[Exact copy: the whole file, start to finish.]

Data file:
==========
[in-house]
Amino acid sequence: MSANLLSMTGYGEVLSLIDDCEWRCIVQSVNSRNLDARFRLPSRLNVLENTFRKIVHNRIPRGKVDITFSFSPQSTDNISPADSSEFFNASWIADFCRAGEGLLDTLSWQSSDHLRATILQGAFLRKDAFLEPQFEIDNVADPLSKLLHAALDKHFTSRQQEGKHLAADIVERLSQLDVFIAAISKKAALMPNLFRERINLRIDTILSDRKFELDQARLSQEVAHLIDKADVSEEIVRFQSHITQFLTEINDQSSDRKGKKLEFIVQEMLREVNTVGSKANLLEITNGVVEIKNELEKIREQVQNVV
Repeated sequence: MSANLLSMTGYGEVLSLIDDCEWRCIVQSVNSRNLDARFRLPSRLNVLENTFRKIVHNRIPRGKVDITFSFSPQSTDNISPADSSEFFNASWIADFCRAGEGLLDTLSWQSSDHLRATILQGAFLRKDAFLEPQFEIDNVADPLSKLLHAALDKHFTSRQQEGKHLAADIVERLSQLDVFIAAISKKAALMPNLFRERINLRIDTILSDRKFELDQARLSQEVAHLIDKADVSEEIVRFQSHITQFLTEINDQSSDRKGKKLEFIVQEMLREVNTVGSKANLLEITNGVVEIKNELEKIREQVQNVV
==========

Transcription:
[in-house]
Amino acid sequence: MSANLLSMTGYGEVLSLIDDCEWRCIVQSVNSRNLDARFRLPSRLNVLENTFRKIVHNRIPRGKVDITFSFSPQSTDNISPADSSEFFNASWIADFCRAGEGLLDTLSWQSSDHLRATILQGAFLRKDAFLEPQFEIDNVADPLSKLLHAALDKHFTSRQQEGKHLAADIVERLSQLDVFIAAISKKAALMPNLFRERINLRIDTILSDRKFELDQARLSQEVAHLIDKADVSEEIVRFQSHITQFLTEINDQSSDRKGKKLEFIVQEMLREVNTVGSKANLLEITNGVVEIKNELEKIREQVQNVV
Repeated sequence: MSANLLSMTGYGEVLSLIDDCEWRCIVQSVNSRNLDARFRLPSRLNVLENTFRKIVHNRIPRGKVDITFSFSPQSTDNISPADSSEFFNASWIADFCRAGEGLLDTLSWQSSDHLRATILQGAFLRKDAFLEPQFEIDNVADPLSKLLHAALDKHFTSRQQEGKHLAADIVERLSQLDVFIAAISKKAALMPNLFRERINLRIDTILSDRKFELDQARLSQEVAHLIDKADVSEEIVRFQSHITQFLTEINDQSSDRKGKKLEFIVQEMLREVNTVGSKANLLEITNGVVEIKNELEKIREQVQNVV